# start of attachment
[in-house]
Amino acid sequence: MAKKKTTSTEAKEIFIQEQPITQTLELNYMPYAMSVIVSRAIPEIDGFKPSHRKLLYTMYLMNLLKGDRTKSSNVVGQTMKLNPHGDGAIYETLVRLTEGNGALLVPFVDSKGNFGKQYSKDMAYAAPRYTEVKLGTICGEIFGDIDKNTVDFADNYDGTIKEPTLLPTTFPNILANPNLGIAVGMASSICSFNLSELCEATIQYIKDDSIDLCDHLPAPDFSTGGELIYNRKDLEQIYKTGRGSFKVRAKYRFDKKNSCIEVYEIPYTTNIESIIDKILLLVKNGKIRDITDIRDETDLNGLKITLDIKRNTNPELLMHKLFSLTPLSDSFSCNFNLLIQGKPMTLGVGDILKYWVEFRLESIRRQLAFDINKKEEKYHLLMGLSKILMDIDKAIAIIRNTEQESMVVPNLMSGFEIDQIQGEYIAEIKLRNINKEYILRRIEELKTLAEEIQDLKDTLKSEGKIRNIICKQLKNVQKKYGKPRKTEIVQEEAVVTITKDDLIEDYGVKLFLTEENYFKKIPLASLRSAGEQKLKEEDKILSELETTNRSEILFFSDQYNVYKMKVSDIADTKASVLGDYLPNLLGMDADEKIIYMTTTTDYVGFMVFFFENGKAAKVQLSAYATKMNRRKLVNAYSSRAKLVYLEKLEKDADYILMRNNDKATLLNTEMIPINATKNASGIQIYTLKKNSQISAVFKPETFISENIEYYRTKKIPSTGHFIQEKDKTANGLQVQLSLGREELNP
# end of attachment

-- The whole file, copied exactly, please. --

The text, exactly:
[in-house]
Amino acid sequence: MAKKKTTSTEAKEIFIQEQPITQTLELNYMPYAMSVIVSRAIPEIDGFKPSHRKLLYTMYLMNLLKGDRTKSSNVVGQTMKLNPHGDGAIYETLVRLTEGNGALLVPFVDSKGNFGKQYSKDMAYAAPRYTEVKLGTICGEIFGDIDKNTVDFADNYDGTIKEPTLLPTTFPNILANPNLGIAVGMASSICSFNLSELCEATIQYIKDDSIDLCDHLPAPDFSTGGELIYNRKDLEQIYKTGRGSFKVRAKYRFDKKNSCIEVYEIPYTTNIESIIDKILLLVKNGKIRDITDIRDETDLNGLKITLDIKRNTNPELLMHKLFSLTPLSDSFSCNFNLLIQGKPMTLGVGDILKYWVEFRLESIRRQLAFDINKKEEKYHLLMGLSKILMDIDKAIAIIRNTEQESMVVPNLMSGFEIDQIQGEYIAEIKLRNINKEYILRRIEELKTLAEEIQDLKDTLKSEGKIRNIICKQLKNVQKKYGKPRKTEIVQEEAVVTITKDDLIEDYGVKLFLTEENYFKKIPLASLRSAGEQKLKEEDKILSELETTNRSEILFFSDQYNVYKMKVSDIADTKASVLGDYLPNLLGMDADEKIIYMTTTTDYVGFMVFFFENGKAAKVQLSAYATKMNRRKLVNAYSSRAKLVYLEKLEKDADYILMRNNDKATLLNTEMIPINATKNASGIQIYTLKKNSQISAVFKPETFISENIEYYRTKKIPSTGHFIQEKDKTANGLQVQLSLGREELNP